After tearful apology, Dana Point woman gets 18 years in prison for hit-and-run crash that killed a grandmother
Marthann Demchuk, 76, died in a hit and run crash on July 4, 2013, that also injured her grandson. COURTESY PHOTO
SANTA ANA – A Dana Point woman who drove away from the scene of a Fourth of July hit-and-run crash was sentenced to prison for killing a 76-year-old woman and injuring her blind teenage grandson.
During an emotional Santa Ana court hearing, Orange County Superior Court judge Gary S. Paer ordered Kelly Michelle Wolfe to spend 18 years to life behind bars for killing Marthann Demchuk and injuring her grandson Mason.
Wolfe kept her eyes and head downcast as the judge delivered the sentence. Minutes after the hearing, tearful members of both families embraced in the courtroom hallway, after Wolfe’s daughter and other family members assured Demchuk’s children that Wolfe was also devastated by the death.
At the beginning of the sentencing hearing, Mason — whose life was likely saved when Demchuk pushed him out of the way and took the brunt of the crash — spoke of how he misses his grandmother greatly.
“My grandmother was a great woman,” the 15-year-old told the judge. “We did fun things together and everything. Eventually I will be able to see her in heaven.”
Wolfe tearfully apologized to Demchuk’s family, telling them she “feels their pain and anguish in my heart.”
“The remorse I have will be a sentence I will have to live with for the rest of my life,” Wolfe said. “Every day of my life.”
“I just wanted to hear from her that she was sorry,” replied Martha Fessenden, Demchuk’s daughter and Mason’s mother.
The fatal crash took place around 8:30 p.m. July 4, 2013, by a beachside mobile-home park on the side of El Camino Real in San Clemente, which served as a traditional and cherished gathering spot for Demchuk and her family.
Demchuk, who lived in Monrovia, and Mason, who was 13 at the time, were walking from the mobile home toward the beach, where they hoped to watch the impromptu fireworks displays. A driver of a van headed toward the pair failed to negotiate a turn in the road, instead driving straight into a bike lane and colliding with the woman and her grandson.
Deputy District Attorney Jennifer Walker described how Demchuk was thrown from the windshield of the vehicle, her body left on the side of the road as the broken van traveled away from the scene of the crash, its car horn repeatedly blaring.
The van, which belonged to Wolfe, was spotted a short distance away. At least one neighbor saw her walk away from it in the minutes after the crash. Deputies later contacted an intoxicated Wolfe at her nearby home.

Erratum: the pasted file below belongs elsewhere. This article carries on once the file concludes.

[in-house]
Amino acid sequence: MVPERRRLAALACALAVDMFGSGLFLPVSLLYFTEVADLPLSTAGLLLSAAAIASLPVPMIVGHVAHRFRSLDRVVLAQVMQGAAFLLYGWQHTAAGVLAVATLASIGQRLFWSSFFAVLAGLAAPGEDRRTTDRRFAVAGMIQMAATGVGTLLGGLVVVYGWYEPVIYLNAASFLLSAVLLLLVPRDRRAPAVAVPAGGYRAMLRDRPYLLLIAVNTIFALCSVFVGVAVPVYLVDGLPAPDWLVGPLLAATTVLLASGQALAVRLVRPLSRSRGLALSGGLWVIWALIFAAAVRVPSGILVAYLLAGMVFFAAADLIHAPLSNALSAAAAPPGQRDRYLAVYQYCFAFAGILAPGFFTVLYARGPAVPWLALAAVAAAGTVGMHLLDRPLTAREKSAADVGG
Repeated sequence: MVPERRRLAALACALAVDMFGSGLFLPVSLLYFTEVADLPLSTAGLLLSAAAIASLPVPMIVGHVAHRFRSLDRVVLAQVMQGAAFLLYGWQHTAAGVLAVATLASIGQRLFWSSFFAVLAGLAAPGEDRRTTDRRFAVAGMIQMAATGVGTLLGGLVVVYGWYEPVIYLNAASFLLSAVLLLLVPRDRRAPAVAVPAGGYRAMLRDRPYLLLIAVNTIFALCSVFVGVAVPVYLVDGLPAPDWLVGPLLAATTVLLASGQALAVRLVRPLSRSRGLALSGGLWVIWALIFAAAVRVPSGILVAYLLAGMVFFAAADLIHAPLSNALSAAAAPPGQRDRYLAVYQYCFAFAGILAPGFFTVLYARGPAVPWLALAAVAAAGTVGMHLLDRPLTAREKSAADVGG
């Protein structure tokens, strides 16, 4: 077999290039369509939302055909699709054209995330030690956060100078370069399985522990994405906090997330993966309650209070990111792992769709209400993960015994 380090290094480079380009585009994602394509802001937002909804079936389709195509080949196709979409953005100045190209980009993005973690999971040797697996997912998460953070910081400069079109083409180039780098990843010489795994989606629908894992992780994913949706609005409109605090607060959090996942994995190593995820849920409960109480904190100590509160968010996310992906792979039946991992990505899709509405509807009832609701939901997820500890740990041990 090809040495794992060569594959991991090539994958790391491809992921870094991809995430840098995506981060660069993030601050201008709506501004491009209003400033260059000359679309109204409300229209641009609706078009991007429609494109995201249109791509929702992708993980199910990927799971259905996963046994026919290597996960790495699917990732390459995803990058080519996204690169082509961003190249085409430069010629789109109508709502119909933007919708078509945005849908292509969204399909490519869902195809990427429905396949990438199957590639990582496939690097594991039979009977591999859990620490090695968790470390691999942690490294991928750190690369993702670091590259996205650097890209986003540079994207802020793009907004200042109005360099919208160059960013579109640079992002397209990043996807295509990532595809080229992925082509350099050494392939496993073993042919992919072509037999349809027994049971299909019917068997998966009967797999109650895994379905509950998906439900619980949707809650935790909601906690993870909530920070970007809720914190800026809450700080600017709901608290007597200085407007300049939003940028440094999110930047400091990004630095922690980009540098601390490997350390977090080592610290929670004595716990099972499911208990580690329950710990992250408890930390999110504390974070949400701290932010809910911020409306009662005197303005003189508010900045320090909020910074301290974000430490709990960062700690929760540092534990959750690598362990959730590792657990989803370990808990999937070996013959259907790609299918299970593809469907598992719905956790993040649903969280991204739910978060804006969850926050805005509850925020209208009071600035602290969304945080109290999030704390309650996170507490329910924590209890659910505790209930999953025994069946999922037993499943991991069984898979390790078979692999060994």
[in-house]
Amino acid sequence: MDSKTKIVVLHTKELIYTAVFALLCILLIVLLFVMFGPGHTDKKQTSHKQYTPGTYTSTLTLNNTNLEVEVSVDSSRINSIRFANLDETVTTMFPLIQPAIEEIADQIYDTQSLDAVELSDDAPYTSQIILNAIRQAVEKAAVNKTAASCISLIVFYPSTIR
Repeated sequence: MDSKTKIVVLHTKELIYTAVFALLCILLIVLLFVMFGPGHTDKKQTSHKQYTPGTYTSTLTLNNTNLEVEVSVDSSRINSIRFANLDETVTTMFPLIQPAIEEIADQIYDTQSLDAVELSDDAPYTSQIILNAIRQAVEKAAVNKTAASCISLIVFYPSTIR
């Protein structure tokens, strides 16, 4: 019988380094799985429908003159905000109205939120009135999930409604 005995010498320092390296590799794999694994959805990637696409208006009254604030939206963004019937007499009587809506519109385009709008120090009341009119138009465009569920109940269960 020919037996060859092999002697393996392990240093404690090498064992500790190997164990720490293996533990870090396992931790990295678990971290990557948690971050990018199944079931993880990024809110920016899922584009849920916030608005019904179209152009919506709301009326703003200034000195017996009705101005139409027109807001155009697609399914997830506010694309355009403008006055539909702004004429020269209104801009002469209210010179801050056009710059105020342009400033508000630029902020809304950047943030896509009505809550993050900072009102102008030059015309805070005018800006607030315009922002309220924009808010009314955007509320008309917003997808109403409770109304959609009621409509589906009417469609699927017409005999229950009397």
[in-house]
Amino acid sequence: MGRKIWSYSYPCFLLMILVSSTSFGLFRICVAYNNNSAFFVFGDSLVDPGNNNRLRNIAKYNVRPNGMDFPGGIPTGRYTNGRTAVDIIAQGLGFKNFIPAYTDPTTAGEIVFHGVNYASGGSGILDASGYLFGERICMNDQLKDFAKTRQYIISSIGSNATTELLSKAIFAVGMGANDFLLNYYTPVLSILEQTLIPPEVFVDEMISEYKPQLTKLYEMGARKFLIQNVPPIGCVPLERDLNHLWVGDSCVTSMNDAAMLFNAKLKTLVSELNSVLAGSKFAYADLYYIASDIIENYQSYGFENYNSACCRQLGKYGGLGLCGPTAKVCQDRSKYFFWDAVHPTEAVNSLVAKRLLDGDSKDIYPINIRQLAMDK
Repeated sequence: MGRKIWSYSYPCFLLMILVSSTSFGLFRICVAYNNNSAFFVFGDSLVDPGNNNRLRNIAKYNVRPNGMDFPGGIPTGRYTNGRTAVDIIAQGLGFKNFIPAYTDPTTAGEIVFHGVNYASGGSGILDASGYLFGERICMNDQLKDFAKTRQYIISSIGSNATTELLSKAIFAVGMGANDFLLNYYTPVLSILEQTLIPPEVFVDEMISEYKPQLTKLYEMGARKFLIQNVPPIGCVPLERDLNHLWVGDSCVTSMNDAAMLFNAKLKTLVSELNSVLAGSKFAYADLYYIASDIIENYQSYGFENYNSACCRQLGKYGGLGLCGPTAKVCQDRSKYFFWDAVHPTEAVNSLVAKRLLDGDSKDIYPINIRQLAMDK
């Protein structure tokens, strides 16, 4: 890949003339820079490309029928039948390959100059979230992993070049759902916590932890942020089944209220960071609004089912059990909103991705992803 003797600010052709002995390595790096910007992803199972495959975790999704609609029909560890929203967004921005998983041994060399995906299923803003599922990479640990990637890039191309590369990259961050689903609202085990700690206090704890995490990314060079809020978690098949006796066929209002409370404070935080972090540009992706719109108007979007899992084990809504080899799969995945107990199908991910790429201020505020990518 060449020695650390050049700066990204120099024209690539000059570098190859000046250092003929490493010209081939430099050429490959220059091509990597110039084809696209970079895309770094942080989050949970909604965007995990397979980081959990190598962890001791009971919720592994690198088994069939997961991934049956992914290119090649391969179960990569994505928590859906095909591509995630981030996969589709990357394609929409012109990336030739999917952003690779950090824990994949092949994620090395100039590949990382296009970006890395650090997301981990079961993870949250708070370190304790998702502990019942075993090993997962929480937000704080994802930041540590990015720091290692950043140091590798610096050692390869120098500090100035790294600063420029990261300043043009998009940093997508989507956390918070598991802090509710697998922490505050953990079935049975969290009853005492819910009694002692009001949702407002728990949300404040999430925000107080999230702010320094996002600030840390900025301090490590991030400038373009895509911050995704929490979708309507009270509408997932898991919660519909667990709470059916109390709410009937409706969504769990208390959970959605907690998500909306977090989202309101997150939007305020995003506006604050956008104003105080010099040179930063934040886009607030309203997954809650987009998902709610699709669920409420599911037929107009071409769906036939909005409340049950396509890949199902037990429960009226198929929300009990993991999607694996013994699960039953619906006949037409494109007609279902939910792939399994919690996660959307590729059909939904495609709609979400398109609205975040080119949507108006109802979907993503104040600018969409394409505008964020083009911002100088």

In September, an Orange County Superior Court jury found Wolfe guilty of second-degree murder, as well as driving under the influence and without a valid license, despite claims by Wolfe’s attorney that she wasn’t driving the van at the time of the crash and that she didn’t begin drinking until after she got back to her home to steady her shaken nerves.
Wolfe had been warned following a previous DUI conviction that if she continued to drive while inebriated and killed someone, that she could be charged with murder.
A well-respected, hardworking woman who decades ago started caring for people at her Long Beach home before starting a group of nursing centers that her children continue to operate, Demchuk was the matriarch of a family that had grown to include her five children, 13 grandchildren and three great-grandchildren.
“Words cannot express the pain and anguish our family and friends have endured since our mother’s death,” said Mariann Demchuk Beddoe, Marthann’s Demchuk’s daughter.
“The defendant’s decision to drive drunk and take the life of another human being, with no regard for the effect it may have on others, is unimaginable.”
Affectionately known to her children as “the trailer,” the beachside San Clemente mobile home had been owned by the family since the ’50s, and was host to decades worth of Fourth of July celebrations.
“Unfortunately, now that date will forever be marred by the tragedy that ended mom’s life, and the location is no longer one that conjures up happy memories,” said Matthew Demchuk, Marthann’s son.
Judge Paer described the case as a “classic example of the hazards of drinking and driving and a classic example of the legal consequences of being warned about those dangers.”
“She is driving at almost four times the legal limit,” the judge noted. “That is insanity at best.”
The hearing ended with Paer once again being legally required to read Wolfe an officials statement warning her of the dangers of drunk driving. Asked by the judge if she understood the admonition, Wolfe simply answered “yes.”
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